Saturday, June 22, 2013

Best Posture to Adopt While Chanting Daimoku

An excess of formality runs counter to the true spirit of our Buddhist practice. Guidelines exist primarily so that we can correct ourselves, not criticize others. The following points, therefore, are essentially communicated by example, by those who have been practising for a longer time.

The Body

It is best to sit upright, with a straight back. Japanese people get used to kneeling from childhood but for Westerners, kneeling for long periods of time can be uncomfortable, resulting in cramp or ‘pins and needles,’ which disrupt concentration. For this reason, most SGI members sit in chairs to chant, making certain not to cross their legs or sit in any other unbalanced way. The Buddhist principle of zuiho bini, adapting to local customs whilst never departing from the spirit of the original teachings is clearly applicable here.

The Hands

We chant with hands joined, palms together, holding the juzu (prayer beads).

The Eyes

We chant with our eyes open. Praying with closed eyes is a tendency for which there may be several reasons, not all of them conscious: the wish to escape from concrete reality; to dream of an other-worldly paradise; the habit of praying to a supernatural or transcendent being; or quite simply the desire to sleep.
So where should we fix our gaze? The Gosho offers no advice on this matter. We can look at any part of the Gohonzon we wish. The central, vertical row of characters of the Gohonzon reads ‘Na-mu,myo-ho,ren-ge,kyo,Nichi-ren’. The character myo in the upper part of the Gohonzon, a little above the line of vision. It is best to keep our eyes open and look at the Gohonzon, when speaking to someone, it’s usually considered impolite not to look them directly in the eye. I believe that the same holds true when we’re in front of the Gohonzon, which we’re addressing with Gongyo or daimoku.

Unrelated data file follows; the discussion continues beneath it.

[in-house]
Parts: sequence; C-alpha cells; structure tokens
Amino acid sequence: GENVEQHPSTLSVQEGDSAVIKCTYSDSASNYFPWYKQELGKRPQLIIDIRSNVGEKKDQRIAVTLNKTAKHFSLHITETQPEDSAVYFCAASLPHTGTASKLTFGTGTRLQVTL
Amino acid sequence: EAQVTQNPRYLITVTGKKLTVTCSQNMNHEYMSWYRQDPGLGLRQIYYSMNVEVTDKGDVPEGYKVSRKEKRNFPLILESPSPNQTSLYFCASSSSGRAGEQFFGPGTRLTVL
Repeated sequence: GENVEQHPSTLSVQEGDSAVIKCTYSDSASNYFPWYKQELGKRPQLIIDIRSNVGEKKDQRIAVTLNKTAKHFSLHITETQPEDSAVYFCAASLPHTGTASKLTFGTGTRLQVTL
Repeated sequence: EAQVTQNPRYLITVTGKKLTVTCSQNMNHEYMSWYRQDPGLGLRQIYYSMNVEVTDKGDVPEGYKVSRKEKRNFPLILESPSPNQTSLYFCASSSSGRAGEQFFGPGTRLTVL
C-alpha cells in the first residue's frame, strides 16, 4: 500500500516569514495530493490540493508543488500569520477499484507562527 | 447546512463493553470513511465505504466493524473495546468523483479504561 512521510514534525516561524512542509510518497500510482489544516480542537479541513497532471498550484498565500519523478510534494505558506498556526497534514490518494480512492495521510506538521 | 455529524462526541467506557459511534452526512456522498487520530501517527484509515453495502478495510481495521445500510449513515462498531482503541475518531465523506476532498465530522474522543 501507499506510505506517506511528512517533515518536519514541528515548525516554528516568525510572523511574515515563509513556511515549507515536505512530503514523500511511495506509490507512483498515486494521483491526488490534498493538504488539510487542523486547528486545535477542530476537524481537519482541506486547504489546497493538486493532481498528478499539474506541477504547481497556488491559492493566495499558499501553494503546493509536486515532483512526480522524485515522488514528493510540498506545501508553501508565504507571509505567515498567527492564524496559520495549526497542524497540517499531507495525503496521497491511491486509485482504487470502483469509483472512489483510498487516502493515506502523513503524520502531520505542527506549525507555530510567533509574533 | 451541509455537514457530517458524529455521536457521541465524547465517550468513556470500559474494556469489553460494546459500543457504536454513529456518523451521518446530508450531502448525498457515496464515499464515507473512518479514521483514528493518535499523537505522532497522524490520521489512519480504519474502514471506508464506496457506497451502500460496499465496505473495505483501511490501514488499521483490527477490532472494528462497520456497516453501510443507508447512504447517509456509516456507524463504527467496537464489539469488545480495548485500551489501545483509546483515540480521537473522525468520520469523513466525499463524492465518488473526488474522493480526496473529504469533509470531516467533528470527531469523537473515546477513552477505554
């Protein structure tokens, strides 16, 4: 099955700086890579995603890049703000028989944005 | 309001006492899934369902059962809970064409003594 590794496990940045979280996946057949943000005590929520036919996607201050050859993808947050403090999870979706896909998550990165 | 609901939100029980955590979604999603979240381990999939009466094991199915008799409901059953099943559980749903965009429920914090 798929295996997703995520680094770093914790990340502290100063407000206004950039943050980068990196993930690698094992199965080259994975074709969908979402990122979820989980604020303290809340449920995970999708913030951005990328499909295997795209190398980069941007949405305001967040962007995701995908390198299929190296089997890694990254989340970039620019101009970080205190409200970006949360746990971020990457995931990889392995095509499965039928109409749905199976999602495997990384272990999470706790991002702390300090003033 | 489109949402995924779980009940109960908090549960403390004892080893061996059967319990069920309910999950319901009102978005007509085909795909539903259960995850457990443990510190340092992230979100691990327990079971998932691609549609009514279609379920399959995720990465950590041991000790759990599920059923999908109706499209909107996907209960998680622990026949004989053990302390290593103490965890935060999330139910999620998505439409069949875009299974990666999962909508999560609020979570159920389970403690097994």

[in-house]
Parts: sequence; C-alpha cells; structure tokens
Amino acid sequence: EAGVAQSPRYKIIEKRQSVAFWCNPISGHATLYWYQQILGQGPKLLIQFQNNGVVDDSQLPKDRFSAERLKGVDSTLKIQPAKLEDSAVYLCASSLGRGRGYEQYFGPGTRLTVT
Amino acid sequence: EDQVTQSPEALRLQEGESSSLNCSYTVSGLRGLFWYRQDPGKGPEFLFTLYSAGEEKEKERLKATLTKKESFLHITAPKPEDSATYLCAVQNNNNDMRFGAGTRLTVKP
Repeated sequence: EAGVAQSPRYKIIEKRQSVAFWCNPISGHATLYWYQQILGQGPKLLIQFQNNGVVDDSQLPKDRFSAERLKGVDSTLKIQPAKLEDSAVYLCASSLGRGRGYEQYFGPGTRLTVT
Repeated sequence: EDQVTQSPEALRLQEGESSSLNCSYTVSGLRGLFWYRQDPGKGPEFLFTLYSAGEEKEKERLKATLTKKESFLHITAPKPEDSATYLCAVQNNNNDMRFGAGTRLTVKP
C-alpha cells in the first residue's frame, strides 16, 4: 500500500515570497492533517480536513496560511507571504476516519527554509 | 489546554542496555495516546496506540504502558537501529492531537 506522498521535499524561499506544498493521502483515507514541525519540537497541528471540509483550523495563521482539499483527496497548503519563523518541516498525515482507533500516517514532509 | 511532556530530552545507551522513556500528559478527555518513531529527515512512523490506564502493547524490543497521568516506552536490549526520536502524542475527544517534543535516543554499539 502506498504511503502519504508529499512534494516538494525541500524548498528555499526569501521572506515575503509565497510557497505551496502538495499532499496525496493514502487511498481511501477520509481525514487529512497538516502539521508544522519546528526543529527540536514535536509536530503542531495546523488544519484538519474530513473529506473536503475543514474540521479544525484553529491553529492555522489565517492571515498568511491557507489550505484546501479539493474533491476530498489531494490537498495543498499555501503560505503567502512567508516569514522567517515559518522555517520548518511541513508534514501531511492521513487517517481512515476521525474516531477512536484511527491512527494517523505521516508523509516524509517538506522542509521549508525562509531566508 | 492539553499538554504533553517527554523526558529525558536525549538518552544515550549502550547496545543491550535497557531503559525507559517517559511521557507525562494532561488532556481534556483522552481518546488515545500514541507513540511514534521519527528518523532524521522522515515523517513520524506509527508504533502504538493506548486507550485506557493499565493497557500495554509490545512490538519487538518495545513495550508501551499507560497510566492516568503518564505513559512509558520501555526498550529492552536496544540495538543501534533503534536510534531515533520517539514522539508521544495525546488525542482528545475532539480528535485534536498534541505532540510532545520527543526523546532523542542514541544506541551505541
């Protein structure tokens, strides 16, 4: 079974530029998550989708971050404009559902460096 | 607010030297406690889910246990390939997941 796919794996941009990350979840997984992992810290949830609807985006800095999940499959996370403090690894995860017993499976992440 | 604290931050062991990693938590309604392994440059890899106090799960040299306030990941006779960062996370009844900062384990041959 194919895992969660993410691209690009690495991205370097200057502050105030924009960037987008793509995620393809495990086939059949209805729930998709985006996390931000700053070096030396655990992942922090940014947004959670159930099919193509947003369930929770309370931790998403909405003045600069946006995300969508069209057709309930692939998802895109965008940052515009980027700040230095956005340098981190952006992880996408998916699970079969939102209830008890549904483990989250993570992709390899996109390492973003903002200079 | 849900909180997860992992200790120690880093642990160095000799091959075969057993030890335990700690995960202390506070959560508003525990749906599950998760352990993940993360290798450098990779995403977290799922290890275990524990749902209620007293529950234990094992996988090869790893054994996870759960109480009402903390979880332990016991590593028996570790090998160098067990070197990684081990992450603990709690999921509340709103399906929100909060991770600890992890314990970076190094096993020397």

The Essence

Having given these guidelines, it’s important to remember that in Nichiren Daishonin’s Buddhism, it is our heart, our profound intention, rather than ritual or formality, that really counts. The real value of the silent prayers, for example, is what’s actually in our hearts and minds at that very moment, not the words we’re reading the liturgy book.

The best way to practise is joyfully and naturally, without too much tension or absent-mindedness. We strive to practice correctly according to the principle of body and the shadow- that ‘the practice is the body (the essential reality of our life) and daily life is the shadow’. If our practice is in disarray, then our daily life is, too. When we respect the Law of life, it in turn respects us – and we receive both protection and benefits. It is our ichinen, our profound determination, and not some external factor that determines the important things in our life.

Thus, by establishing our Buddhist practice correctly, we are making profound causes to bring about a constant improvement in our lives, both materially and spiritually, according to the principle of the oneness of self and environment.

Source: Q&A, answer by Dr Yamazaki, honorary chairman of SGI Europe, UKE Oct 1999


Anonymous said...

Can i chant even if i dont join my hands... if i am in a public area i cant really join hands and chant... or while driving...?????

shivani said...

Yes you can chant as long as it does not distract you especially while driving. In a public setting, use your discretion.

Suvangee Panigrahi said...

I have no gohonzon in my house.....where can I concentrate while chanting

shivani said...

Hi Suvangee, I know it can be difficult chanting to a blank wall. Just focus on listening to your daimoku as you chant. That will help you focus.